A: Tremendously! My Catholic faith is the foundation on which my husband and I have built our marriage and on which we now build our family. Viewing my life as a wife and mother through the framework of a vocation means I view my roles as the work I do for God, and I view my gift for writing in the same way. I think God gives us all talents that we ought to use in His service. In my case, I’m sort of a “scribe for the tribe” – I write about things we’re all experiencing in a voice that feels familiar and maybe sends an encouraging message.
Q: What words of wisdom would you offer to parents with children entering the adolescent and high school years?
A: Welcome to the big leagues! Early childhood is the time when we foster respect for our authority as parents – adolescence is the time when that authority will be tested and tried. As parents, we have to recognize that the risks our kids face are even greater than those we faced, simply because the world offers more and easier temptations (think of a teenaged boy 25 years ago having copies of a girlie magazine hidden in his room. Now imagine that same teen simply surfing the net for porn and meeting people online who produce it!). Our culture presents huge challenges to us but I believe it’s possible to keep the culture at bay while we instill the values and religious foundation that our children need to be holy and happy followers of Christ. That said, get comfortable with the word “no” and use it – frequently!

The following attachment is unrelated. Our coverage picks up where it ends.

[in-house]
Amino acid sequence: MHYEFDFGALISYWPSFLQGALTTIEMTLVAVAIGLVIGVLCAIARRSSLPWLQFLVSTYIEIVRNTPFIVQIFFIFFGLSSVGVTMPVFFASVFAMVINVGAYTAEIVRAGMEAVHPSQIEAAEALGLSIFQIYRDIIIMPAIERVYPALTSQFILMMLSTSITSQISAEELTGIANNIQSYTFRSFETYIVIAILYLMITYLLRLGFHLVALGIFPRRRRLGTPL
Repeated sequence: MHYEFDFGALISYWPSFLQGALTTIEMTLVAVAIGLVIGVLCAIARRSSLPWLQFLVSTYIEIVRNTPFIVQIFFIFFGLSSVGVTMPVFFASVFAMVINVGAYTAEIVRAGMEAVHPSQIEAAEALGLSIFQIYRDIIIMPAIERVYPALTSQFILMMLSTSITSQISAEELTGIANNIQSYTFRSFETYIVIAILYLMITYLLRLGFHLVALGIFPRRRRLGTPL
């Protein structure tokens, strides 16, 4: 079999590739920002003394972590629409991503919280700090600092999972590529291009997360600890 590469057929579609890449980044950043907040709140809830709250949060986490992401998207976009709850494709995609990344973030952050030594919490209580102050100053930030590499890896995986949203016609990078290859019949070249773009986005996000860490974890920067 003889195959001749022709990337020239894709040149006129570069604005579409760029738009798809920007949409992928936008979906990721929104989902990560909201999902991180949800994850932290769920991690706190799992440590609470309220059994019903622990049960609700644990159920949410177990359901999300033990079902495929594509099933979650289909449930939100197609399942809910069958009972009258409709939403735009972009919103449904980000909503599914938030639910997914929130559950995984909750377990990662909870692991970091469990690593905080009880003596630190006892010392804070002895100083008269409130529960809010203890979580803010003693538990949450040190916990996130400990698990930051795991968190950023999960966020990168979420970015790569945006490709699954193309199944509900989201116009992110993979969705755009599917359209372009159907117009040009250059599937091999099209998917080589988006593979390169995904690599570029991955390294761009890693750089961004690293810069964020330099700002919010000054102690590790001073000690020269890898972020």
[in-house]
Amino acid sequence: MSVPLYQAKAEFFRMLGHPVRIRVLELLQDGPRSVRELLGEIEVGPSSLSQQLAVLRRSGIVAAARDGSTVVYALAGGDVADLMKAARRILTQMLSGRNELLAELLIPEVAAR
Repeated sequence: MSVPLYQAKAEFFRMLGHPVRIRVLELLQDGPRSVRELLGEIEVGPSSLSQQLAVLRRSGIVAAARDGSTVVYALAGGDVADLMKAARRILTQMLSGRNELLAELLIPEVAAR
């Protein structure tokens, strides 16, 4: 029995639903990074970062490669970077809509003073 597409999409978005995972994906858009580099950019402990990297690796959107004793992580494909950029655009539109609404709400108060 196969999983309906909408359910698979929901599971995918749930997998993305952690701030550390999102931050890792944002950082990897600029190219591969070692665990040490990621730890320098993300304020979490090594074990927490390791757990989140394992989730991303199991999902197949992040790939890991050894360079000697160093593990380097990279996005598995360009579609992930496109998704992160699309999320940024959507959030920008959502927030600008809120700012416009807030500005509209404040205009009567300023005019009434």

Q: Which, if any, of the columns is your favorite? What do your children have to say about their mom's work?
A: My children are immensely proud of me. As a parent it’s typical for us to express our pride at our kids’ accomplishments but most of the time our professional work isn’t something they see or are aware of. Mine are proud of the work I do and this makes it even more fun for me. Favorite columns? I have a few… “Silent night for mother and son,” my Christmas column in which I contemplate Mary sitting at the edge of Jesus’ bed just as I sit at Jimmy’s; “The saddest day of summer” about Amy’s best buddy moving away; “Nobody warned me about driver’s ed,” my first Washington Times column about Katie’s new driver permit; and “Speaking out is always cool,” about Betsy’s tendency to defend others. (Notice I picked one about each kid – I’m no dummy!).
Q: Thank you so much for your time and participation in this book spotlight. Are there any parting words you'd like to share with our readers?
A: Other than to buy my book? Just to enjoy the journey of parenthood, to be courageous and thoughtful in the decisions you must make for your children, and to remember that God has give you everything you need to lead your children to Him. And have fun!
For more information on The Perfect World Inside My Minivan -- One Mom's Journey Through the Streets of Suburbia visit
Lisa M. Hendey is a mother of two sons, webmaster of numerous web sites, including http://www.catholicmom.com and http://www.christiancoloring.com, and an avid reader of Catholic literature. Visit her at http://www.lisahendey.com for more information.